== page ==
Growing up I had to clean because I was a girl and that’s what Girl’s do. My brother never lifted a finger. I had to move the furniture to get every corner of the house. A mop was something my mom felt like doesn’t do that the job. My mom had an old clothes stash. Whenever it was time to mop she would soak that in water and some smell good stuff, ring it out and place it on the floor and I’d have to walk all over the house with it under my feet. The kitchen better be spotless, my room and take care of my brother. It was annoying. Now with my kids I realized I became like that with them. My teen daughter sat me down one day asked me if everything was ok. And that she realized that when it’s time to clean I am fuming with rage. I didn’t even see that I had a problem. I am happy that I
    Am the mother that I am because I considered her feelings and analyzed what was happening inside.

  11. Hearing this flooded me with many memories of one of my own caregivers using cleanliness as an excuse to maintain control of the environment.

    The first one that comes to mind is the spider on the glass. I once painted a spider on my bedroom glass doors for Halloween. In my caregivers defense this painting was still up long after the holiday was over. However, cleaning it up did not happen in a compassionate way.

    It was my day off from school. I was relaxing in my room, and I was told by my caregiver to clean the spiderweb painting off of the window, but I wasn’t paying attention to their words. I was daydreaming instead. I was decompressing from school and enjoying my own company, but I was interrupted by my caregiver coming up the stairs with cleaning supplies.

    They were angry. They made it clear that I had upset them. My caregiver began furiously cleaning the glass while shaming me for not getting the job done immediately after being asked.

    “Direct disobedience,” I still hear their words.

    They told me that I was doing this on purpose and that I would rather be lazy and have them do the work for me then actually get it done myself.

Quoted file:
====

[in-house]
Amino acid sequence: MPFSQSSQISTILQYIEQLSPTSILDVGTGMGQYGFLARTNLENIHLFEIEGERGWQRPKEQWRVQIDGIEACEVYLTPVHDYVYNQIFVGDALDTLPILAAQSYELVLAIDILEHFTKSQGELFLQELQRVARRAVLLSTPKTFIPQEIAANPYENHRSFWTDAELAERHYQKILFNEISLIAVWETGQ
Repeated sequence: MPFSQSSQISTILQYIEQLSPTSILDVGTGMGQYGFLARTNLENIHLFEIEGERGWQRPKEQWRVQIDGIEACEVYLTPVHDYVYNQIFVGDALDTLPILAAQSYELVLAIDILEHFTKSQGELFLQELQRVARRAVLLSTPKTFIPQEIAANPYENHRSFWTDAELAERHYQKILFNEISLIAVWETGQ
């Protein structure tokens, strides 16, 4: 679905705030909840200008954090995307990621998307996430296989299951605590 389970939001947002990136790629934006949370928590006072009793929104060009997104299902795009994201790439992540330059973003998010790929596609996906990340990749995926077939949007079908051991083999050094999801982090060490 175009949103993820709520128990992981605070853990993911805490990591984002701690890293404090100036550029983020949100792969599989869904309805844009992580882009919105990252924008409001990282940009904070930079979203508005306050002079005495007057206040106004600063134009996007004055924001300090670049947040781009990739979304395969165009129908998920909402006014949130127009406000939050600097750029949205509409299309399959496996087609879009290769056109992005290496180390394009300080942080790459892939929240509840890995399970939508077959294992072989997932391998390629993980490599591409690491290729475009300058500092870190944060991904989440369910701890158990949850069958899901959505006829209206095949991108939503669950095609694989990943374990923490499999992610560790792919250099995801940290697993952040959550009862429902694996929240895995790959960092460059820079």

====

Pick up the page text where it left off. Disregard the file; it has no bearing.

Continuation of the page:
I have another vivid memory of my family finishing dinner. I had homework to do and was really tired from school but my caregiver told me to do the dishes. My brother didn’t have any homework and was about to go play video games and I asked why can’t Chandler do the dishes? And they said because that’s not his job it’s your job to wash the dishes.

    I remember standing at the sink listening to my brother play video games and my parents watch their show in their bedroom. I cried into the sink because I was exhausted and hopeless.

    The biggest and most damaging display of control that I can remember from my caregiver is when I came home from school one day and both of the cats I had been given for my birthday were gone. My caregiver told me that because I had failed to clean their litter box, I was not fit to have them. They said they were tired of the smell and hated cleaning up after them. Because the standards of poop scooping my caregiver set were not met, I lost the only friends I had in the house.

    I do my best in my adult life to clean the litter box every day but still feel huge amounts of shame and guilt on the days that I forget. Sometimes I will go for an entire week without cleaning the litter because i feel bad for skipping a day and it just keeps mounting until i can’t stand the smell or myself anymore. It’s disgusting and not fair to my husband’s nostrils or to the health of my cats.

    I also noticed myself interrupting my pets when they’re resting so that I can clean. And I’ve even thought to myself why don’t I just let them sleep there and I could clean later but it’s like I’m watching myself clean while thinking that and I don’t stop.

    And now I realize where it’s all coming from. It’s the need to control, it’s the need FOR control.

    I wasn’t allowed to relax so I feel the need to stop others from relaxing, especially when there is work to be done.

    It’s something I’m working on.